“There are explosions, bullets galore, an extended dance sequence with a skank and her snake, and a very satisfying scene where people beat up a car. If there’s one thing this movie teaches us, it’s that is actually kind of hard to beat up a car. . . .Karate Cop has a strong saving-the-children element that is supposed to give the film some gravitas, but doesn’t. Because we don’t care about saving children. We care about seeing David Carradine come out of nowhere and serve Marchini rabbit stew.”
Key To Vengeance, The (Lo Gio, 1988)
American Video VHS / Full Review
“Watching The Key To Vengeance is like drinking a suicide soda that was built from three-thousand flavors. It makes your eyes burn and your insides buckle, but there’s no other experience like it. And there never will be again. Because Ho’s technical decisions are as ridiculous as the fashion choices of his cast . . . There’s a constant influx of unknown characters, illogical jump cuts, and nonsensical conversations. Everyone speaks English, but that means nothing to us. How can it? When Larry defeats a ninja, he glances at his friend’s crotch and says, ‘You’re quite a guy!’”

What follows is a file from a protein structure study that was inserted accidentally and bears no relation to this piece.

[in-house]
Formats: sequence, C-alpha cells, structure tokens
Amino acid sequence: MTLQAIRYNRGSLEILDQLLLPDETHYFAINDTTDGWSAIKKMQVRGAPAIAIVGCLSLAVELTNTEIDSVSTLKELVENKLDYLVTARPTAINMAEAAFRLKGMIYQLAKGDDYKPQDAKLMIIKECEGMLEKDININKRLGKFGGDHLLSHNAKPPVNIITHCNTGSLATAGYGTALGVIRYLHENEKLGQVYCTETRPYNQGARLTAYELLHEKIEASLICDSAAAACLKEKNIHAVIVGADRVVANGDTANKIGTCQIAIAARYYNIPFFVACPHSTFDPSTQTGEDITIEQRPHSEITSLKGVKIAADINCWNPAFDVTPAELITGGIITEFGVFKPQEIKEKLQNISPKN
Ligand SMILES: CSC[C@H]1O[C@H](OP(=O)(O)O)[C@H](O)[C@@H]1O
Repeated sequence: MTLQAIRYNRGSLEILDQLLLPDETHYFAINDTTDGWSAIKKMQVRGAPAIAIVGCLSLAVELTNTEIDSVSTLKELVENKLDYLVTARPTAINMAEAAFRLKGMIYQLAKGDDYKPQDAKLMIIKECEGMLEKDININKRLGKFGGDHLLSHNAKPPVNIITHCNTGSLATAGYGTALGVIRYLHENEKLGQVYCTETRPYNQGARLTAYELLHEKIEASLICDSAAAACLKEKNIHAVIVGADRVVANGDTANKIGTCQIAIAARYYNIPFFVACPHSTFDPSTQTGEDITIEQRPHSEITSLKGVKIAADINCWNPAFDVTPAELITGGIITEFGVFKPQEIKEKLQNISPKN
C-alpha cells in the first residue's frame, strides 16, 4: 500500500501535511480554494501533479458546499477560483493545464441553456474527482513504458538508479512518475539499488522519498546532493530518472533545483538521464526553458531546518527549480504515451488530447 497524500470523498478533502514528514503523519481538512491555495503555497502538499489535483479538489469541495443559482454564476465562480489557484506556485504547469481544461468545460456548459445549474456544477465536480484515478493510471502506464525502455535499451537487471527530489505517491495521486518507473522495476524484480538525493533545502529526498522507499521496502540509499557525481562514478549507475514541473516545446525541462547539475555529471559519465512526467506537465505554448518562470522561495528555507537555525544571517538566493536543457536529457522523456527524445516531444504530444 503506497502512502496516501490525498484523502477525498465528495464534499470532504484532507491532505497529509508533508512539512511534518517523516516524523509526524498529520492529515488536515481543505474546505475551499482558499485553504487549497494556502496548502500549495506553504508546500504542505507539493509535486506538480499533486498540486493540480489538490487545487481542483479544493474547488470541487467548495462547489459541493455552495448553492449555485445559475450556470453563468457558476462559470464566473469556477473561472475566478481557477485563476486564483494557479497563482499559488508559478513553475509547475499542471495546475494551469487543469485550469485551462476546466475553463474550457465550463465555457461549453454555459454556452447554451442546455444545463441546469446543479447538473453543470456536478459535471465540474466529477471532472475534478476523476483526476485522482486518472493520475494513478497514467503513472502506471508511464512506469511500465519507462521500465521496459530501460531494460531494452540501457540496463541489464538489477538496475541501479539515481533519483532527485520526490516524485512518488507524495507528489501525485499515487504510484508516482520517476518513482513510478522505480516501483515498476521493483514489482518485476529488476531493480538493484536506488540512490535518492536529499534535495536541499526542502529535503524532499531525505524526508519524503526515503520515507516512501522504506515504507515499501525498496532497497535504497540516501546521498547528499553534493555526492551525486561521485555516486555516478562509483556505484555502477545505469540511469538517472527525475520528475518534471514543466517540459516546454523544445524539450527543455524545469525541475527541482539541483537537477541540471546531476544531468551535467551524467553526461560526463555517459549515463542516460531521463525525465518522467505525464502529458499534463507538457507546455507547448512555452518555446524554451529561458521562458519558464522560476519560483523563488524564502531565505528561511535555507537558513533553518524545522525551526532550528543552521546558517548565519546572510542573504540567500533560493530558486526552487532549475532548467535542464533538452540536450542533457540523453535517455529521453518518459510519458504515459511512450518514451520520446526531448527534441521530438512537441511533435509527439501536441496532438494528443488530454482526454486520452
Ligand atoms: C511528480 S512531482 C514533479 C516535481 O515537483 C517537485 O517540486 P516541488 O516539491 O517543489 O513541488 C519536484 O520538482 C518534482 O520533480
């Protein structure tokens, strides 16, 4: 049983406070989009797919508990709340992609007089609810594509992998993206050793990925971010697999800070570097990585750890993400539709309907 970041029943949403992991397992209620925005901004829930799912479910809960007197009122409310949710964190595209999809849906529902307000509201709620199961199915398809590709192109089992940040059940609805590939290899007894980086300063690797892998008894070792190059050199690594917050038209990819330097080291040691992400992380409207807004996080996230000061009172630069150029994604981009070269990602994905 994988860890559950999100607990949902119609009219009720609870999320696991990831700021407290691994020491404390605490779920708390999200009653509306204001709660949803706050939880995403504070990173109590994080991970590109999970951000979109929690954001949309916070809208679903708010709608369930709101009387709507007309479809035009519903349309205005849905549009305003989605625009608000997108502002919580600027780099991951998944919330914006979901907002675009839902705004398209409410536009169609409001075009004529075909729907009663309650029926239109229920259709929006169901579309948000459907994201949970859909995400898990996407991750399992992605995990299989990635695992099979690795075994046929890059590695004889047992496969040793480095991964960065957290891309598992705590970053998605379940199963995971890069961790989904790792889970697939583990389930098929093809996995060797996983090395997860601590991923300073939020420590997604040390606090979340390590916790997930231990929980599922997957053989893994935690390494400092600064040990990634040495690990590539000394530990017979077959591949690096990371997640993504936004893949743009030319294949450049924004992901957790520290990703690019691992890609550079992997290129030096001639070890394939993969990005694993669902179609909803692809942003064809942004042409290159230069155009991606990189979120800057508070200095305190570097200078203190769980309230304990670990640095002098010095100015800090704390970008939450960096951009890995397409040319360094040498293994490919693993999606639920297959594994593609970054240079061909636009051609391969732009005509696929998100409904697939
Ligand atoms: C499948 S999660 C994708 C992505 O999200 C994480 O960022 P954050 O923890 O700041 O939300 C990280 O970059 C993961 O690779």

Never Too Young To Die (Gil Bettman, 1986)
Charter Entertainment VHS / Full Review
“Full disclosure: I hate KISS. I hate their garbage music and their garbage lyrics and their garbage personalities. I’d rather listen to any of the following other than KISS: ambulance sirens, pigs in the throes of slaughter, someone jogging on an accordion, a Millennial talking about his beard . . . Yes, we get it, Gene, your tongue is long, but I’d be more impressed if you just shut the fuck up. But as much as Simmons is an insufferable, talentless, egotistical hobgoblin, he delivers in this movie. In fact, he over-delivers. It’s like ordering a sandwich, but then the server brings you a conquistador platter of everything fried and smothered in cheese, plus a donkey-sized bucket of ice cream and all your best friends.”